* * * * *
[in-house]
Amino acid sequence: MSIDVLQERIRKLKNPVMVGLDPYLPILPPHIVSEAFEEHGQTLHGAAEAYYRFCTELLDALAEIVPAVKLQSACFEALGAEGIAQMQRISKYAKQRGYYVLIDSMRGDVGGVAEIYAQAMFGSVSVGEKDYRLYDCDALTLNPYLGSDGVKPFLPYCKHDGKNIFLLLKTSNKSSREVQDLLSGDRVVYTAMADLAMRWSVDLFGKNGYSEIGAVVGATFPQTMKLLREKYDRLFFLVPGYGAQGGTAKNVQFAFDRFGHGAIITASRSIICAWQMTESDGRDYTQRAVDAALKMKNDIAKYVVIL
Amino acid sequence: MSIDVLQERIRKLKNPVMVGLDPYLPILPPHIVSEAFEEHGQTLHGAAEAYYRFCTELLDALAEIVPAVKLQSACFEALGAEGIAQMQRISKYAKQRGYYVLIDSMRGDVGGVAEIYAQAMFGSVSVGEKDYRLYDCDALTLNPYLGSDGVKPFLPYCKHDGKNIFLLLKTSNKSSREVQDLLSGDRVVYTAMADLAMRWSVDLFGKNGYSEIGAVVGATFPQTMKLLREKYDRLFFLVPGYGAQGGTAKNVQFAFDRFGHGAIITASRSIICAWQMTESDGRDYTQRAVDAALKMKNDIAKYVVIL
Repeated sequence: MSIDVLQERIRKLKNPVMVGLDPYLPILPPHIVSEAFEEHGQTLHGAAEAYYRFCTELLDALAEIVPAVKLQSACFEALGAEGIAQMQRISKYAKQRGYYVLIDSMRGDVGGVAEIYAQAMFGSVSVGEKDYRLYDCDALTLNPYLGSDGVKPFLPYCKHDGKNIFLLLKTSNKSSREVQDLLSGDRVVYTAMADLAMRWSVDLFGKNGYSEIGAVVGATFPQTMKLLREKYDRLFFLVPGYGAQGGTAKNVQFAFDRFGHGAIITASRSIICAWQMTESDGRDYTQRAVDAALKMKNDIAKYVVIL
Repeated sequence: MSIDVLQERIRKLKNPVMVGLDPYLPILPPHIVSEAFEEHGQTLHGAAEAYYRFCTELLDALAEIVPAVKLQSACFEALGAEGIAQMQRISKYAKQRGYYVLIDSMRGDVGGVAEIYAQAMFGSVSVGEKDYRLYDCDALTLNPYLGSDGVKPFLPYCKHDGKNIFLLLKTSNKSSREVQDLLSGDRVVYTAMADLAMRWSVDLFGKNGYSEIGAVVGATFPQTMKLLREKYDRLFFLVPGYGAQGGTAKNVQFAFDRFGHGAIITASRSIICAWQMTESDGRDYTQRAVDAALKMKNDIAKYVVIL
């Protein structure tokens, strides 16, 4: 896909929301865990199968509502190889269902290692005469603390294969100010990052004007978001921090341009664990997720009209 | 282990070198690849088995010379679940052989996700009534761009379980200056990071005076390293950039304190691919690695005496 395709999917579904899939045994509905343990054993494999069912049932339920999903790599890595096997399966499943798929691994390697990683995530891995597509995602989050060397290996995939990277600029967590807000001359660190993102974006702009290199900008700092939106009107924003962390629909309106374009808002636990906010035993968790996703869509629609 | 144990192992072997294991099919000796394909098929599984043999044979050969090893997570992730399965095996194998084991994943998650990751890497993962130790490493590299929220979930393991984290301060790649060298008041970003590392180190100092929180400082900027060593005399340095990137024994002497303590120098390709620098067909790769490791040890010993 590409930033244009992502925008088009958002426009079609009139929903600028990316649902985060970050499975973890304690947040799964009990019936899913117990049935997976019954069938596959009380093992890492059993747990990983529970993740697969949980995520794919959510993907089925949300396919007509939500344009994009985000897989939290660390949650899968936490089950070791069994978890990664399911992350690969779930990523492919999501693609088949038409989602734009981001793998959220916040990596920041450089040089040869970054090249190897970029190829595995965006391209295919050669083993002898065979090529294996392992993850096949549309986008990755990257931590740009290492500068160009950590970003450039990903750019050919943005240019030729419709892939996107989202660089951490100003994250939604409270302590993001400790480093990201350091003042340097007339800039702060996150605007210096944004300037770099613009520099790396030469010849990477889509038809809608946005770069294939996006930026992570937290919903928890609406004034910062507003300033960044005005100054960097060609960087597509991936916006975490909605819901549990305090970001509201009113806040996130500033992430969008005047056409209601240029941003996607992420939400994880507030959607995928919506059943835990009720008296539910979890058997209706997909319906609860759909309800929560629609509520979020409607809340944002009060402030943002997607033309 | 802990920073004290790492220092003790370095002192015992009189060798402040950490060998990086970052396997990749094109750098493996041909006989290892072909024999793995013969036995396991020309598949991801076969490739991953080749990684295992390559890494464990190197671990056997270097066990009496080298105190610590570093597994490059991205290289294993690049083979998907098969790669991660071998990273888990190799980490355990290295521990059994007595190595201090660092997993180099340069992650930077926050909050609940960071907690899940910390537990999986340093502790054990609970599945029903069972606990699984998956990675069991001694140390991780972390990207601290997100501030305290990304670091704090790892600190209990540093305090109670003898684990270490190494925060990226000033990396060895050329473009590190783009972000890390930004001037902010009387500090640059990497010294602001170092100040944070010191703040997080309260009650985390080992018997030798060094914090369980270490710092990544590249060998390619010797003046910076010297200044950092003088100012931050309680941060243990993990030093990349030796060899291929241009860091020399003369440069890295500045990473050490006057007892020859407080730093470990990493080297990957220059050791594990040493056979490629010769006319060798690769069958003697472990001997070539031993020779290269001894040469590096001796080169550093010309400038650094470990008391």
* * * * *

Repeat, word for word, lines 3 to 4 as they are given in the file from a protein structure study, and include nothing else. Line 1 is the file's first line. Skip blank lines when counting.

Amino acid sequence: MSIDVLQERIRKLKNPVMVGLDPYLPILPPHIVSEAFEEHGQTLHGAAEAYYRFCTELLDALAEIVPAVKLQSACFEALGAEGIAQMQRISKYAKQRGYYVLIDSMRGDVGGVAEIYAQAMFGSVSVGEKDYRLYDCDALTLNPYLGSDGVKPFLPYCKHDGKNIFLLLKTSNKSSREVQDLLSGDRVVYTAMADLAMRWSVDLFGKNGYSEIGAVVGATFPQTMKLLREKYDRLFFLVPGYGAQGGTAKNVQFAFDRFGHGAIITASRSIICAWQMTESDGRDYTQRAVDAALKMKNDIAKYVVIL
Repeated sequence: MSIDVLQERIRKLKNPVMVGLDPYLPILPPHIVSEAFEEHGQTLHGAAEAYYRFCTELLDALAEIVPAVKLQSACFEALGAEGIAQMQRISKYAKQRGYYVLIDSMRGDVGGVAEIYAQAMFGSVSVGEKDYRLYDCDALTLNPYLGSDGVKPFLPYCKHDGKNIFLLLKTSNKSSREVQDLLSGDRVVYTAMADLAMRWSVDLFGKNGYSEIGAVVGATFPQTMKLLREKYDRLFFLVPGYGAQGGTAKNVQFAFDRFGHGAIITASRSIICAWQMTESDGRDYTQRAVDAALKMKNDIAKYVVIL